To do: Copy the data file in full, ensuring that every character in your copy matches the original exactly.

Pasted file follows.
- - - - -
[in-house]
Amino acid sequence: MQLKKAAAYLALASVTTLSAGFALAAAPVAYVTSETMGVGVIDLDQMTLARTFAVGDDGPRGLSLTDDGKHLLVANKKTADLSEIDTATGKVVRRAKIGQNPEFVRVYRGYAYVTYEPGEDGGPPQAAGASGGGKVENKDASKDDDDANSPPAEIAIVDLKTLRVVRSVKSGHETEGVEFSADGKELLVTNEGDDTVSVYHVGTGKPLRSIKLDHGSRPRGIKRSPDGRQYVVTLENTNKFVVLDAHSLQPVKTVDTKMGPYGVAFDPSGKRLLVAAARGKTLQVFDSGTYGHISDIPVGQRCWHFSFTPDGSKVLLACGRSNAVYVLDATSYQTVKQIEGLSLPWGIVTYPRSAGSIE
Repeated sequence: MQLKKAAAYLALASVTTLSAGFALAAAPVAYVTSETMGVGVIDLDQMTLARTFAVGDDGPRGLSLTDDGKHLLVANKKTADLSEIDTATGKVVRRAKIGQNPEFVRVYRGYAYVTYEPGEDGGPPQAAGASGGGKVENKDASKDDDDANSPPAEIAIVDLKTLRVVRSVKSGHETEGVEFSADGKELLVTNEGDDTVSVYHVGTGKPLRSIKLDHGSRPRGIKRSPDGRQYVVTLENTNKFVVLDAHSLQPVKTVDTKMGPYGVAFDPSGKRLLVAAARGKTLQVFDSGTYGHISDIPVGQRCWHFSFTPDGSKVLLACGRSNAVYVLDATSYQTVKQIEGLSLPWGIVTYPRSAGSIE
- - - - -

[in-house]
Amino acid sequence: MQLKKAAAYLALASVTTLSAGFALAAAPVAYVTSETMGVGVIDLDQMTLARTFAVGDDGPRGLSLTDDGKHLLVANKKTADLSEIDTATGKVVRRAKIGQNPEFVRVYRGYAYVTYEPGEDGGPPQAAGASGGGKVENKDASKDDDDANSPPAEIAIVDLKTLRVVRSVKSGHETEGVEFSADGKELLVTNEGDDTVSVYHVGTGKPLRSIKLDHGSRPRGIKRSPDGRQYVVTLENTNKFVVLDAHSLQPVKTVDTKMGPYGVAFDPSGKRLLVAAARGKTLQVFDSGTYGHISDIPVGQRCWHFSFTPDGSKVLLACGRSNAVYVLDATSYQTVKQIEGLSLPWGIVTYPRSAGSIE
Repeated sequence: MQLKKAAAYLALASVTTLSAGFALAAAPVAYVTSETMGVGVIDLDQMTLARTFAVGDDGPRGLSLTDDGKHLLVANKKTADLSEIDTATGKVVRRAKIGQNPEFVRVYRGYAYVTYEPGEDGGPPQAAGASGGGKVENKDASKDDDDANSPPAEIAIVDLKTLRVVRSVKSGHETEGVEFSADGKELLVTNEGDDTVSVYHVGTGKPLRSIKLDHGSRPRGIKRSPDGRQYVVTLENTNKFVVLDAHSLQPVKTVDTKMGPYGVAFDPSGKRLLVAAARGKTLQVFDSGTYGHISDIPVGQRCWHFSFTPDGSKVLLACGRSNAVYVLDATSYQTVKQIEGLSLPWGIVTYPRSAGSIE